Is Disruptive Innovation Radical?

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Is Disruptive Innovation Radical?
Rick Mueller, SIG Leader
Disruptive Innovation is often incorrectly described as a radical rather than incremental change in technology. In fact, one of the fundamental elements of Christensen’s work was to illustrate that market incumbents rather than entrants are mainly responsible for radical improvements in product performance via the integration of expensive and complex technology.

To understand disruptive innovation more effectively, I’d like to suggest thinking of it more as radical potential for growth (vs. incremental potential for growth).

To view it another way, sustaining (non-disruptive) innovation is always grounded in and thus constrained by an existing paradigm - whereas disruptive innovation is not. And all other things being equal, the potential for growth of an unconstrained concept will always exceed that of one which is constrained.

The point here is that RADICAL VERSUS INCREMENTAL is a valid construct to use in describing disruptive innovation, but more so in the sense of OPPORTUNITY FOR GROWTH than in terms of the TECHNOLOGY EMPLOYED.


Disruptive versus Radical Innovation: Dominant Design
William Miller, Member
To adequately understand either disruptive or radical innovation, the concept of Dominant Design (DD) that governs the design paradigm in a market or industry must be understood and applied.
Dominant Design has 3 parts:
  1. CAPABILITIES (knowledge, tools/products, technology and processes)
  3. MARKET OR INDUSTRY STRUCTURE including supply chains and distribution channels
A radical innovation that transforms a market or industry such as the automobile did with personal transportation in replacing the horse creates a new dominant design. You can also explain disruptive innovation with mini-mills in the steel industry by seeing that only one part of the dominant design (DD) was changed as capability but not business model or industry structure. When Apple developed the iPhone it created a new DD for the cell phone industry by changing all 3 parts. Fedex created a new DD to change package delivery services.

What is a Dominant Design
Jaap de Jonge, Editor
@William Miller: thanks, interesting… I looked up two definitions of dominant design (Utterback). In innovation, a dominant design is:
- 'The most commonly used configuration for serving a purpose by using technology' (Abernathy and Utterback 1978).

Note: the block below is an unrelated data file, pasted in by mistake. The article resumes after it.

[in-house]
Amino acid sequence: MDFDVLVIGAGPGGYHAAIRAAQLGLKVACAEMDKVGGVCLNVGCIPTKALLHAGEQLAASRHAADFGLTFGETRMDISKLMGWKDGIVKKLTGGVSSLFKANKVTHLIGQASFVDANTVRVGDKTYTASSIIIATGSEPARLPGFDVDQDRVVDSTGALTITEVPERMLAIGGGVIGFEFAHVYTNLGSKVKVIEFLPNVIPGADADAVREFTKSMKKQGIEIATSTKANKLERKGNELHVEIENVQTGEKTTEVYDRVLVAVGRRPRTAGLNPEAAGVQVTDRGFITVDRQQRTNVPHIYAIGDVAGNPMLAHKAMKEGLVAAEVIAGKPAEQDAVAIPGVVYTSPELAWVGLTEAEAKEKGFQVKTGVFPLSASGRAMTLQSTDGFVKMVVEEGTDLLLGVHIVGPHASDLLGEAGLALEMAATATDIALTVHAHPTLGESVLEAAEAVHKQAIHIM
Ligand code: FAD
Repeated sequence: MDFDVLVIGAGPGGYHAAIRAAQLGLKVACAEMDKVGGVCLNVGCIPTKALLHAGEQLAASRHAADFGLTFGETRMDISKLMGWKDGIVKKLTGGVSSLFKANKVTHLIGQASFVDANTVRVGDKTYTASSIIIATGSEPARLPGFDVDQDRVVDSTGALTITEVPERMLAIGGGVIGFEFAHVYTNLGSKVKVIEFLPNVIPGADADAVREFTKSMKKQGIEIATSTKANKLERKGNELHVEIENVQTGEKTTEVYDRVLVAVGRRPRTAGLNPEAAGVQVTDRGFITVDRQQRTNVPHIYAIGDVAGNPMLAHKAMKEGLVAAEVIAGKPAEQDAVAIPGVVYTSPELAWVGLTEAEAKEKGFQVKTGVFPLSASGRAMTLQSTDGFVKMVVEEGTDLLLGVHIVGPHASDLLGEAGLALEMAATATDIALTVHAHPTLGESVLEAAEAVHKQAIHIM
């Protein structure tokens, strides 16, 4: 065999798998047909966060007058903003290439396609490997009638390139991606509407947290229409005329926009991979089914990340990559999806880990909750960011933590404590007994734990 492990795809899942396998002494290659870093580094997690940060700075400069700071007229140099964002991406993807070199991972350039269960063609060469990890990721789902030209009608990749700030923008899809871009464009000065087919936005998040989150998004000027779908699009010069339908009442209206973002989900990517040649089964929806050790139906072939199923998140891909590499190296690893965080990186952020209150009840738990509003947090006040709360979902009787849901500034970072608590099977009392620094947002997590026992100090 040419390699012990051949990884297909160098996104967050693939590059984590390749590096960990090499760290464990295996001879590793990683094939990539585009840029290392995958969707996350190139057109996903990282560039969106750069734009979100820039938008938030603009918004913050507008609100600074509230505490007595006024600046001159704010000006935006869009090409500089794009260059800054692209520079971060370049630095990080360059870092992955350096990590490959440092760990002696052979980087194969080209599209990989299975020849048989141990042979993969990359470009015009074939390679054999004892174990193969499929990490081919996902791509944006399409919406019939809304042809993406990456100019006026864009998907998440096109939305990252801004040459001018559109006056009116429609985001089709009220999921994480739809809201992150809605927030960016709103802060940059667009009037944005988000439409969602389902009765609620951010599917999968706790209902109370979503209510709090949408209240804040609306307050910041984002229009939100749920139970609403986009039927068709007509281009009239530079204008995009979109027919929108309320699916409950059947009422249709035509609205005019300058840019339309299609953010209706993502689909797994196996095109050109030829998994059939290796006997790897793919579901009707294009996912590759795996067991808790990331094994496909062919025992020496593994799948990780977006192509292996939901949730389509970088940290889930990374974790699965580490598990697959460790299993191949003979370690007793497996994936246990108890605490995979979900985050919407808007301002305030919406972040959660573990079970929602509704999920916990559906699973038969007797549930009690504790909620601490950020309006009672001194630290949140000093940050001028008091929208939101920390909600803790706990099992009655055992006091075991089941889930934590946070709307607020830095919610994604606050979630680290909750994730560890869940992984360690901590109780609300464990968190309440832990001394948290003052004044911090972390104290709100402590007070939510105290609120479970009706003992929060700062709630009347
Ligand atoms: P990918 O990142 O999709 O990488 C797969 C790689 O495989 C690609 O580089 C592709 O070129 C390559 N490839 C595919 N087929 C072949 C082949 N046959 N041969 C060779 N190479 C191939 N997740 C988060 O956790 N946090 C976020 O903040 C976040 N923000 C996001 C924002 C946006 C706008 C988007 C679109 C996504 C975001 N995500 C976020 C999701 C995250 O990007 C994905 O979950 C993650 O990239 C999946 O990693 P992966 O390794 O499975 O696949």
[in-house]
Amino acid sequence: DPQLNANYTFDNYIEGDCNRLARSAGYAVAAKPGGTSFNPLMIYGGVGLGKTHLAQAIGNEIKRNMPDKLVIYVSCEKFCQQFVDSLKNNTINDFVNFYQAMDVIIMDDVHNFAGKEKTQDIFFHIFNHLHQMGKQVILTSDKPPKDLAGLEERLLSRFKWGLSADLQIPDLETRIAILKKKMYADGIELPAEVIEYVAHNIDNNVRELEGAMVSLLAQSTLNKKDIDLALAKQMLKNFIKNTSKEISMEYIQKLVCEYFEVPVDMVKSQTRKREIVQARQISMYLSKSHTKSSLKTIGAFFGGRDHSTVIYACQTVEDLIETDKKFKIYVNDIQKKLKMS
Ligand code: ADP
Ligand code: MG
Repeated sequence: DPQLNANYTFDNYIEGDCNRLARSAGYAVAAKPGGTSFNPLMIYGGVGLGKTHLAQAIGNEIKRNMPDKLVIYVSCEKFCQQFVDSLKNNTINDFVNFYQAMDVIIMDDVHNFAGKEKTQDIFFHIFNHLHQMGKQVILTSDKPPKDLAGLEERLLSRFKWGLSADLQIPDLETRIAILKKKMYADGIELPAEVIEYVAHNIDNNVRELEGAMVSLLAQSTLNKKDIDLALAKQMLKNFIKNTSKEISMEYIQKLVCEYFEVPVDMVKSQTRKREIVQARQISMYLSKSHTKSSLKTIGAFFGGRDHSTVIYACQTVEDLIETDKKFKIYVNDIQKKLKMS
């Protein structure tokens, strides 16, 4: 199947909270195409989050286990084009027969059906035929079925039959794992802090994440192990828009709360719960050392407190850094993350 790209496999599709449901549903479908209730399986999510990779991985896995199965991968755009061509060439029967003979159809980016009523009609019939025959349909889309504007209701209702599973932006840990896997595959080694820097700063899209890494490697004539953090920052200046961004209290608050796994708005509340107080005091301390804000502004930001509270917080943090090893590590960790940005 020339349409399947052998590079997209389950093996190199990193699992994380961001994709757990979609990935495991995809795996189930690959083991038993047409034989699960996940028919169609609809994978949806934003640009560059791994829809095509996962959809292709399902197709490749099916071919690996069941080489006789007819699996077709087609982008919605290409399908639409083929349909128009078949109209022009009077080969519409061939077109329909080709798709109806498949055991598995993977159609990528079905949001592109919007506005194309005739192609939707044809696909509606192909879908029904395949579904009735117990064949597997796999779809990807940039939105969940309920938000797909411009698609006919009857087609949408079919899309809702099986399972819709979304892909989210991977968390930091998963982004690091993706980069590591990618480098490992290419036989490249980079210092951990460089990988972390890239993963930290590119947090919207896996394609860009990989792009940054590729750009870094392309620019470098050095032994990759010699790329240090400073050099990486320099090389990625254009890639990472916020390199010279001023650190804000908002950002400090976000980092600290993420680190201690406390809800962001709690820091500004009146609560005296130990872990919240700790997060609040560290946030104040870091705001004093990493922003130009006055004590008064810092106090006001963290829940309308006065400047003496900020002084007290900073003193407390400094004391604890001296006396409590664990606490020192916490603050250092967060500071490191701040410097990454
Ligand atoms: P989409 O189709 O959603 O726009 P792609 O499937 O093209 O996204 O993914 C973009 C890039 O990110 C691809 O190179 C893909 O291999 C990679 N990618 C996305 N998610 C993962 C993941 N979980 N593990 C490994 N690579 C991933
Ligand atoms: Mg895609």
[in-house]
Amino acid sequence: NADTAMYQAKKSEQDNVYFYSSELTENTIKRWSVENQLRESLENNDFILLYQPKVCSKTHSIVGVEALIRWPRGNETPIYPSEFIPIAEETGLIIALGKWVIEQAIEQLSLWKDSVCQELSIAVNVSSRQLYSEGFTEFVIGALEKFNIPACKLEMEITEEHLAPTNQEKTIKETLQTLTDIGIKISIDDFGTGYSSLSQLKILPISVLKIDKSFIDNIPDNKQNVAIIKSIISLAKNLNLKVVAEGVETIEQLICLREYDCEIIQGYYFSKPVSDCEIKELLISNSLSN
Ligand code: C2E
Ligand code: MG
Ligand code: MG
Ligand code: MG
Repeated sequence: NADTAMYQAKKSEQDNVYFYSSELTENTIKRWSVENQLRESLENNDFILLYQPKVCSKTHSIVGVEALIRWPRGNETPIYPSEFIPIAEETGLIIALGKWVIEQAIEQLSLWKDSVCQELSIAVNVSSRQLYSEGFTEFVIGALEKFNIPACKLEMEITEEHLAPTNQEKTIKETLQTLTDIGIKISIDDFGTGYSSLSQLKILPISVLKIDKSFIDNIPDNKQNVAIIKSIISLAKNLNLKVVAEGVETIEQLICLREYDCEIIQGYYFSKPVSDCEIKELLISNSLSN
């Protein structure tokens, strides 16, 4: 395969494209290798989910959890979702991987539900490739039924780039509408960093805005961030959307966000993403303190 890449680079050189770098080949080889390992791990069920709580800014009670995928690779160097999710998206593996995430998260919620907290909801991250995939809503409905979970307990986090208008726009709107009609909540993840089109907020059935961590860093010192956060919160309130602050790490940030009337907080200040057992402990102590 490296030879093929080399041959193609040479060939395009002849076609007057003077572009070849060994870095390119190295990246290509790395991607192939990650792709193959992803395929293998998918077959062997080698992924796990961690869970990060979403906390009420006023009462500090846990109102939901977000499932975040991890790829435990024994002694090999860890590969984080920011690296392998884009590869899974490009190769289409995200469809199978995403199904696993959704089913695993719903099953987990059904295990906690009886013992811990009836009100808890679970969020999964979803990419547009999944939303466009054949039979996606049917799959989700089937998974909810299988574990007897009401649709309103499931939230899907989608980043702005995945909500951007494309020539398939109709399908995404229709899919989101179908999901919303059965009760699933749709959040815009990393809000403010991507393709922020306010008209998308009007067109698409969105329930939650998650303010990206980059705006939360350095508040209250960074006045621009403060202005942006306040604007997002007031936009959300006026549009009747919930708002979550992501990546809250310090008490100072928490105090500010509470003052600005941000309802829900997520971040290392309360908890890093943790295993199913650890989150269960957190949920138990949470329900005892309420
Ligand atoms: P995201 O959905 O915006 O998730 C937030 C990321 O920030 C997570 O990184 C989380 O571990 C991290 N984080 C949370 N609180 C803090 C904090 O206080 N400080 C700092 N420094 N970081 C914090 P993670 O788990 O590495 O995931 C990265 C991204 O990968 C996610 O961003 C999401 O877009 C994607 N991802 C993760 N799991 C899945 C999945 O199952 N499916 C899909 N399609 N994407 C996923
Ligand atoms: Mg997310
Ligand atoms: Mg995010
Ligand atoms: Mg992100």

- 'The dominant design in a product class is, by definition, the one that wins the allegiance of the market place, the one that competitors and innovators must adhere to if they hope to command significant market following’ (Utterback, 1995).
It’s interesting to see that in his second, later, definition technology is no longer part of the definition and apparently not an essential, necessary component of DD. Although Utterback argues that a new DD is often preceded by the arrival of a new technology.

What is a Dominant Design
William Miller, Member
Jim Utterback agrees that the definition of a dominant design (DD) that I described (with 3 parts) replaces his earlier definitions because it more accurately describes both incremental and radical innovation such as the cases I mentioned. The DD I described is part of the fourth generation (4G) of innovation management to emerge since 1900. The earlier definitions of DD are part of the third generation (3G). Innovation management has changed in a similar manner to other disciplines such as manufacturing which adopted lean production in 3G.

Are Utterback’s 3 Parts of Dominant Design Mandatory?
Jaap de Jonge, Editor
@William Miller: Thanks for your further explanation. Does Utterback consider the 3 parts as mandatory criteria (each one has to be present to speak of a DD) or are these rather descriptive criteria (they explain how a DD can be achieved, but not all of them have to be present in each case of a DD)?

Are Utterback's 3 Parts of Dominant Design Mandatory?
William Miller, Member
The 3 parts in a dominant design definition were authored by Bill Miller, not Utterback.
However, Utterback agrees that all 3 parts are MANDATORY to describe each case of a dominant design.
Capability is defined as people with knowledge, tools/products, technology and processes. Tools include capital, buildings, and other things such as brands. Capability is structured with architectures into "stacks" with layers (services, applications, products/tools, platforms, components, technologies. Each layer has knowledge and processes associated with it.
Layers are linked together to form business models and industry structures.
Dominant designs and capabilities are elements of the fourth generation of innovation management which has 12 principles and associated practices.

What of the Evolution of Disk Drives?
Rick Mueller, SIG Leader
Christensen used the evolution of disk drives as his primary and foundational example of Disruptive Innovation. He clearly notes that the primary technical change that correlated with the disruption of incumbents in that industry was the change in the size of the drive. At the same time, he notes that not all changes in drive size led to disruption - each of the changes from 12" to 8" to 5" to 3.5" precipitated a disruption of the prior incumbent, but the change from 3.5" to 2.5" did not. Given that all hard disk drives in question during this period were based on the same general technology (spinning platters covered with magnetic material which were written to and read through inductive modulation) - how would the concept of dominant design as you've defined it apply?


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